Titles fight it out on the home front

The boom in the housing market has done more than simply push up property prices, it’s done wonders for the home-interest magazine sector.

You don’t have to be Mystic Meg to have predicted that the sale of home-interest magazines would rise with the growth in the housing market. It is one of the oldest clichés in magazine publishing.

But the size of the sector’s growth, indicated by the latest round of Audit Bureau of Circulations figures, suggests something far more fundamental is happening.

Home-interest titles, which have grown in number from nine to 17 since 1991, are the highlight of all the major publishers portfolios in the latest ABC figures.

As a whole, the market is up by about 6.4 per cent on average. This compares with the women’s general interest market with titles such as BBC Good Food, IPC’s Essentials and Family Circle, which is down year-on-year by about 7.7 per cent, and the fashion and beauty sector – which includes IPC’s Marie Claire and NatMags’ Cosmopolitan – which is down on average by about 1.5 per cent.

The growth is reinforced by developments in other media and the continuing success of aspirational home stores such as Heal’s, Habitat and the Conran Shop. Both Granada Sky Broadcasting and Discovery have home channels and the BBC broadcasts Changing Rooms, Home Front and The House Detectives.

Sally O’Sullivan, editor-in-chief of IPC’s home interest titles including Homes & Gardens, Ideal Home and Country Life, says publishers of home-interest magazines have tapped into consumers’ hunger for home innovation and helped to revolutionise the way people think about their surroundings.

She says: “People no longer think of their homes as simply bricks and mortar but as an expression of themselves. As we approach the millennium I think people are looking to create something they can hold onto – they have been let down by religion and there is very little job security these days.”

Susan Crewe, editor of Condé Nast’s House & Garden, says: “Alongside all the favourable economic factors, as everything in life becomes more harmonised, people are looking for a way of expressing their individuality and creativity. On a practical level there are many more facilities and materials available for them to do this.”

Having tapped into the growth of home-owners and the changing British psyche towards home-making, publishers are constantly creating a broader arena in which to translate this.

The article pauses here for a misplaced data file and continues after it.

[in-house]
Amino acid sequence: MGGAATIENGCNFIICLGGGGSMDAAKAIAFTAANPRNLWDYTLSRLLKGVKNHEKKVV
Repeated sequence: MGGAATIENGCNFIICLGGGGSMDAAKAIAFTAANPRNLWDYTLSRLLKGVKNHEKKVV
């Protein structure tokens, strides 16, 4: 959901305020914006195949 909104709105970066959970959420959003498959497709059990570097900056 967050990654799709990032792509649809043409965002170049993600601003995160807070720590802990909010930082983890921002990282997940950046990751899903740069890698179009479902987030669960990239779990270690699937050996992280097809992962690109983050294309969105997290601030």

Titles now span a range of lifestyles, budgets and ages. NatMags’ House Beautiful reflects a mass-market appeal for home-making; IPC’s Ideal Home targets a young first-time buyer readership and BBC Homes & Antiques, EMAP’s Period Living and Condé Nast’s House & Garden reflect a fragmentation of the upmarket sector.

O’Sullivan says: “The titles show that home interest is no longer the domain of the wealthy. Whereas once style was synonymous with money, the variety of titles proves there is room for creativity in the smallest of spaces with limited budgets.”

The most significant growth in the latest circulation figures shows IPC’s Period Living up 56 per cent and BBC Homes & Antiques up 25 per cent.

Jane Ratcliffe, director of press buying at media agency Mediacom, says publishers have discovered what people really want to read and are increasingly making the most of their success. She says: “Home-interest magazines are becoming more like general lifestyle titles with wider appeal.”

Ratcliffe suggests that as the home-interest market becomes more diverse it is poaching readers from the declining general interest women’s market. As readers become increasingly bored with the undifferentiated women’s magazine they are perhaps looking for something new.

She even says men are turning to the home-interest sector, creating a shared readership market.

Magazine publishers in other sectors should take note of the innovation and investment being ploughed into the home-interest market.

Both O’Sullivan and Crewe plan to extend the appeal of their magazines. House & Garden, for example, is extending its travel coverage, health and food issues are being addressed, and the launch of a car column has been mooted.

O’Sullivan says: “While other magazine markets become more ‘samey’, we are offering much more lateral thinking.”

And the end is not yet in sight – last week IPC announced its plans for a new home-interest launch this autumn with promises of more to come. Meanwhile, H Bauer is rumoured to be launching its first home-interest title, Beautiful Living.

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